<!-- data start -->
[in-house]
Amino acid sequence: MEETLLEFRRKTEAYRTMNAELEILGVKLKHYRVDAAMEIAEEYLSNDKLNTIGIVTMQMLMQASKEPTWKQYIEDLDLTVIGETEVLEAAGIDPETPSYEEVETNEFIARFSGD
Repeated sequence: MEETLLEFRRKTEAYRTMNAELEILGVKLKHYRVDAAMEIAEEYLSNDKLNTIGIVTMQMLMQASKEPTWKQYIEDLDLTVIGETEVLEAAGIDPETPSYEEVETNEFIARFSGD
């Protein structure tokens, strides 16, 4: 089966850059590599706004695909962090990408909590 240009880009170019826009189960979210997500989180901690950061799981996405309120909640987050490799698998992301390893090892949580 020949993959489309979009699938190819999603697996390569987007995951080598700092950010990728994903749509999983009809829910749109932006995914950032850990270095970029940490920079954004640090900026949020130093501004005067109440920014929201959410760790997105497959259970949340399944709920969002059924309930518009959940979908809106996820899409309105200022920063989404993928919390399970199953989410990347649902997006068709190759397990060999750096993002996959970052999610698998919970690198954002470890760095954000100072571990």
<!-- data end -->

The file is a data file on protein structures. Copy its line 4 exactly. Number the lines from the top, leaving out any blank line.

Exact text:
């Protein structure tokens, strides 16, 4: 089966850059590599706004695909962090990408909590 240009880009170019826009189960979210997500989180901690950061799981996405309120909640987050490799698998992301390893090892949580 020949993959489309979009699938190819999603697996390569987007995951080598700092950010990728994903749509999983009809829910749109932006995914950032850990270095970029940490920079954004640090900026949020130093501004005067109440920014929201959410760790997105497959259970949340399944709920969002059924309930518009959940979908809106996820899409309105200022920063989404993928919390399970199953989410990347649902997006068709190759397990060999750096993002996959970052999610698998919970690198954002470890760095954000100072571990």